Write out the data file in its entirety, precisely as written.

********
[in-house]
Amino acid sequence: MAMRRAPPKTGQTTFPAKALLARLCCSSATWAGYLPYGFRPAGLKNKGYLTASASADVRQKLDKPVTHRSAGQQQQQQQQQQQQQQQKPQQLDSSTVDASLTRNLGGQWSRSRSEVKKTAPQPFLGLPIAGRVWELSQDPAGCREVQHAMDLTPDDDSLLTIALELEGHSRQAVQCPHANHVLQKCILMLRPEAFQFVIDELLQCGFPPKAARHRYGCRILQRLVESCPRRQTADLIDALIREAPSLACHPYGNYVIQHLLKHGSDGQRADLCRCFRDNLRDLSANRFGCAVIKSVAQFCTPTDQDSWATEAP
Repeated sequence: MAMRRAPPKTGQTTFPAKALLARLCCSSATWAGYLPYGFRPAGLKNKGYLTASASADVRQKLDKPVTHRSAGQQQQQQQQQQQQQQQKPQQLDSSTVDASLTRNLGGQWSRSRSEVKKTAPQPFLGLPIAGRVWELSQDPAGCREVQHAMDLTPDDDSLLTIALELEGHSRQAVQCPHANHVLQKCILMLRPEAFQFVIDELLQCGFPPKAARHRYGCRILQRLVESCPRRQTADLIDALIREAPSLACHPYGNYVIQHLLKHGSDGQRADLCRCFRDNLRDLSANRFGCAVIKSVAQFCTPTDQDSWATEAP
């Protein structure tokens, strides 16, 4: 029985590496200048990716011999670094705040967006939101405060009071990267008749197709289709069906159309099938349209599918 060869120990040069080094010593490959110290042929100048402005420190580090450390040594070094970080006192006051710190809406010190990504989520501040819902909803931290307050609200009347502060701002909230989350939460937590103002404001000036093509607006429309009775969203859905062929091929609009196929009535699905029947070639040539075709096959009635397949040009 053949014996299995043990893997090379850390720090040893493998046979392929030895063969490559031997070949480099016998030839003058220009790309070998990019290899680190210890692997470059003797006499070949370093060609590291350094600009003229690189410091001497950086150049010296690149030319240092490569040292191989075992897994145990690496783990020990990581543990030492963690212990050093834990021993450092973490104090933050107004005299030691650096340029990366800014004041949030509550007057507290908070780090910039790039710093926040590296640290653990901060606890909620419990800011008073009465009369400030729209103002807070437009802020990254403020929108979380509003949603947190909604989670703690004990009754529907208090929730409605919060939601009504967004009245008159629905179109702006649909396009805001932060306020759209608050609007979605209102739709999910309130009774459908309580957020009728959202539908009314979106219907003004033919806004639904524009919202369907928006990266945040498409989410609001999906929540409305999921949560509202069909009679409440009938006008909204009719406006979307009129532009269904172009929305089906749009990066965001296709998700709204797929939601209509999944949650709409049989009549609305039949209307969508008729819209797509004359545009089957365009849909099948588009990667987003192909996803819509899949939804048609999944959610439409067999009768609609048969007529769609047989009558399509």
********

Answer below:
[in-house]
Amino acid sequence: MAMRRAPPKTGQTTFPAKALLARLCCSSATWAGYLPYGFRPAGLKNKGYLTASASADVRQKLDKPVTHRSAGQQQQQQQQQQQQQQQKPQQLDSSTVDASLTRNLGGQWSRSRSEVKKTAPQPFLGLPIAGRVWELSQDPAGCREVQHAMDLTPDDDSLLTIALELEGHSRQAVQCPHANHVLQKCILMLRPEAFQFVIDELLQCGFPPKAARHRYGCRILQRLVESCPRRQTADLIDALIREAPSLACHPYGNYVIQHLLKHGSDGQRADLCRCFRDNLRDLSANRFGCAVIKSVAQFCTPTDQDSWATEAP
Repeated sequence: MAMRRAPPKTGQTTFPAKALLARLCCSSATWAGYLPYGFRPAGLKNKGYLTASASADVRQKLDKPVTHRSAGQQQQQQQQQQQQQQQKPQQLDSSTVDASLTRNLGGQWSRSRSEVKKTAPQPFLGLPIAGRVWELSQDPAGCREVQHAMDLTPDDDSLLTIALELEGHSRQAVQCPHANHVLQKCILMLRPEAFQFVIDELLQCGFPPKAARHRYGCRILQRLVESCPRRQTADLIDALIREAPSLACHPYGNYVIQHLLKHGSDGQRADLCRCFRDNLRDLSANRFGCAVIKSVAQFCTPTDQDSWATEAP
């Protein structure tokens, strides 16, 4: 029985590496200048990716011999670094705040967006939101405060009071990267008749197709289709069906159309099938349209599918 060869120990040069080094010593490959110290042929100048402005420190580090450390040594070094970080006192006051710190809406010190990504989520501040819902909803931290307050609200009347502060701002909230989350939460937590103002404001000036093509607006429309009775969203859905062929091929609009196929009535699905029947070639040539075709096959009635397949040009 053949014996299995043990893997090379850390720090040893493998046979392929030895063969490559031997070949480099016998030839003058220009790309070998990019290899680190210890692997470059003797006499070949370093060609590291350094600009003229690189410091001497950086150049010296690149030319240092490569040292191989075992897994145990690496783990020990990581543990030492963690212990050093834990021993450092973490104090933050107004005299030691650096340029990366800014004041949030509550007057507290908070780090910039790039710093926040590296640290653990901060606890909620419990800011008073009465009369400030729209103002807070437009802020990254403020929108979380509003949603947190909604989670703690004990009754529907208090929730409605919060939601009504967004009245008159629905179109702006649909396009805001932060306020759209608050609007979605209102739709999910309130009774459908309580957020009728959202539908009314979106219907003004033919806004639904524009919202369907928006990266945040498409989410609001999906929540409305999921949560509202069909009679409440009938006008909204009719406006979307009129532009269904172009929305089906749009990066965001296709998700709204797929939601209509999944949650709409049989009549609305039949209307969508008729819209797509004359545009089957365009849909099948588009990667987003192909996803819509899949939804048609999944959610439409067999009768609609048969007529769609047989009558399509």